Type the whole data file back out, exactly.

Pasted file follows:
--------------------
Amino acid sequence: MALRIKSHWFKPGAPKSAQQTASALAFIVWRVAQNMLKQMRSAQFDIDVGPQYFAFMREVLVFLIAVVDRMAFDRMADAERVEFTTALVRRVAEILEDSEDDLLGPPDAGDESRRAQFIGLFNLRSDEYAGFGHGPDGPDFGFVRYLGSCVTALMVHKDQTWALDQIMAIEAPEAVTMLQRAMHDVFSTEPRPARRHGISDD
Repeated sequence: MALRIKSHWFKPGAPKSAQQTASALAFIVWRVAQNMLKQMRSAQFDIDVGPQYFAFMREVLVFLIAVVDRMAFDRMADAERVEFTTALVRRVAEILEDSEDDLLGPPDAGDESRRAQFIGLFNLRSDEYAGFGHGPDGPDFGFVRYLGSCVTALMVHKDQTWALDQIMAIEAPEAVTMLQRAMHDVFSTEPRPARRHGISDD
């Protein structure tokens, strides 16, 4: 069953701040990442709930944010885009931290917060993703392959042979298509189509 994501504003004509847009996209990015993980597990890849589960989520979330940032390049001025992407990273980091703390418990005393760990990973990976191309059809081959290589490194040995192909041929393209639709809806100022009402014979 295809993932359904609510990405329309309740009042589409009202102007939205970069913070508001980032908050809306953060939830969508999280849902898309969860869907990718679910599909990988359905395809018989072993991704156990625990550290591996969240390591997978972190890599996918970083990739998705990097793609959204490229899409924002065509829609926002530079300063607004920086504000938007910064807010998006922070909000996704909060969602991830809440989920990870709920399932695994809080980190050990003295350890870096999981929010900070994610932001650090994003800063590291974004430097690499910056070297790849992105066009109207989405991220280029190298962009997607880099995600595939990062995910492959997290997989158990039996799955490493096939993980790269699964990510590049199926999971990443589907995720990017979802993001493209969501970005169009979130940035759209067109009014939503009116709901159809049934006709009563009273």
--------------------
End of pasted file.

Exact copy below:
Amino acid sequence: MALRIKSHWFKPGAPKSAQQTASALAFIVWRVAQNMLKQMRSAQFDIDVGPQYFAFMREVLVFLIAVVDRMAFDRMADAERVEFTTALVRRVAEILEDSEDDLLGPPDAGDESRRAQFIGLFNLRSDEYAGFGHGPDGPDFGFVRYLGSCVTALMVHKDQTWALDQIMAIEAPEAVTMLQRAMHDVFSTEPRPARRHGISDD
Repeated sequence: MALRIKSHWFKPGAPKSAQQTASALAFIVWRVAQNMLKQMRSAQFDIDVGPQYFAFMREVLVFLIAVVDRMAFDRMADAERVEFTTALVRRVAEILEDSEDDLLGPPDAGDESRRAQFIGLFNLRSDEYAGFGHGPDGPDFGFVRYLGSCVTALMVHKDQTWALDQIMAIEAPEAVTMLQRAMHDVFSTEPRPARRHGISDD
């Protein structure tokens, strides 16, 4: 069953701040990442709930944010885009931290917060993703392959042979298509189509 994501504003004509847009996209990015993980597990890849589960989520979330940032390049001025992407990273980091703390418990005393760990990973990976191309059809081959290589490194040995192909041929393209639709809806100022009402014979 295809993932359904609510990405329309309740009042589409009202102007939205970069913070508001980032908050809306953060939830969508999280849902898309969860869907990718679910599909990988359905395809018989072993991704156990625990550290591996969240390591997978972190890599996918970083990739998705990097793609959204490229899409924002065509829609926002530079300063607004920086504000938007910064807010998006922070909000996704909060969602991830809440989920990870709920399932695994809080980190050990003295350890870096999981929010900070994610932001650090994003800063590291974004430097690499910056070297790849992105066009109207989405991220280029190298962009997607880099995600595939990062995910492959997290997989158990039996799955490493096939993980790269699964990510590049199926999971990443589907995720990017979802993001493209969501970005169009979130940035759209067109009014939503009116709901159809049934006709009563009273």